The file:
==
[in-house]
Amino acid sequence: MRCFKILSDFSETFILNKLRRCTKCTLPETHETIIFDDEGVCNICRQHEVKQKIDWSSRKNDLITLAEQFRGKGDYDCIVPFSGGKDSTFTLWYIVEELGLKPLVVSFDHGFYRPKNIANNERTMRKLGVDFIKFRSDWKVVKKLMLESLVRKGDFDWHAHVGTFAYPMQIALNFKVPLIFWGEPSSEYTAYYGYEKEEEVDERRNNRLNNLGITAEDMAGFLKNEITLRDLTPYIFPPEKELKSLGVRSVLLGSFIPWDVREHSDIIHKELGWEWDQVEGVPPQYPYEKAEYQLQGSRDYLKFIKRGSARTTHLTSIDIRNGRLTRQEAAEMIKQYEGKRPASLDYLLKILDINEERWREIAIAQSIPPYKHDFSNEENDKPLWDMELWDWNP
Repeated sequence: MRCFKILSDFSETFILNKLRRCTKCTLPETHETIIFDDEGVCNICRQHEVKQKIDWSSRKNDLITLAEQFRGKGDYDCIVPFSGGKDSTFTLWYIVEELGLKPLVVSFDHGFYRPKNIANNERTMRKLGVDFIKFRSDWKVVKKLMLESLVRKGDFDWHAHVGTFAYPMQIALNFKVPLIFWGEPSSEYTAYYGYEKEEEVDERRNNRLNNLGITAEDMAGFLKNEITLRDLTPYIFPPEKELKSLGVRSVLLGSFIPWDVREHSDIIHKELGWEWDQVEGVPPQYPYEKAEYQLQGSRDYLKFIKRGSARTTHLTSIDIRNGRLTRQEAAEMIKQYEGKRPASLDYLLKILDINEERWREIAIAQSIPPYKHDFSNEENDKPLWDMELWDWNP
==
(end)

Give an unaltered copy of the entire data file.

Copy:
[in-house]
Amino acid sequence: MRCFKILSDFSETFILNKLRRCTKCTLPETHETIIFDDEGVCNICRQHEVKQKIDWSSRKNDLITLAEQFRGKGDYDCIVPFSGGKDSTFTLWYIVEELGLKPLVVSFDHGFYRPKNIANNERTMRKLGVDFIKFRSDWKVVKKLMLESLVRKGDFDWHAHVGTFAYPMQIALNFKVPLIFWGEPSSEYTAYYGYEKEEEVDERRNNRLNNLGITAEDMAGFLKNEITLRDLTPYIFPPEKELKSLGVRSVLLGSFIPWDVREHSDIIHKELGWEWDQVEGVPPQYPYEKAEYQLQGSRDYLKFIKRGSARTTHLTSIDIRNGRLTRQEAAEMIKQYEGKRPASLDYLLKILDINEERWREIAIAQSIPPYKHDFSNEENDKPLWDMELWDWNP
Repeated sequence: MRCFKILSDFSETFILNKLRRCTKCTLPETHETIIFDDEGVCNICRQHEVKQKIDWSSRKNDLITLAEQFRGKGDYDCIVPFSGGKDSTFTLWYIVEELGLKPLVVSFDHGFYRPKNIANNERTMRKLGVDFIKFRSDWKVVKKLMLESLVRKGDFDWHAHVGTFAYPMQIALNFKVPLIFWGEPSSEYTAYYGYEKEEEVDERRNNRLNNLGITAEDMAGFLKNEITLRDLTPYIFPPEKELKSLGVRSVLLGSFIPWDVREHSDIIHKELGWEWDQVEGVPPQYPYEKAEYQLQGSRDYLKFIKRGSARTTHLTSIDIRNGRLTRQEAAEMIKQYEGKRPASLDYLLKILDINEERWREIAIAQSIPPYKHDFSNEENDKPLWDMELWDWNP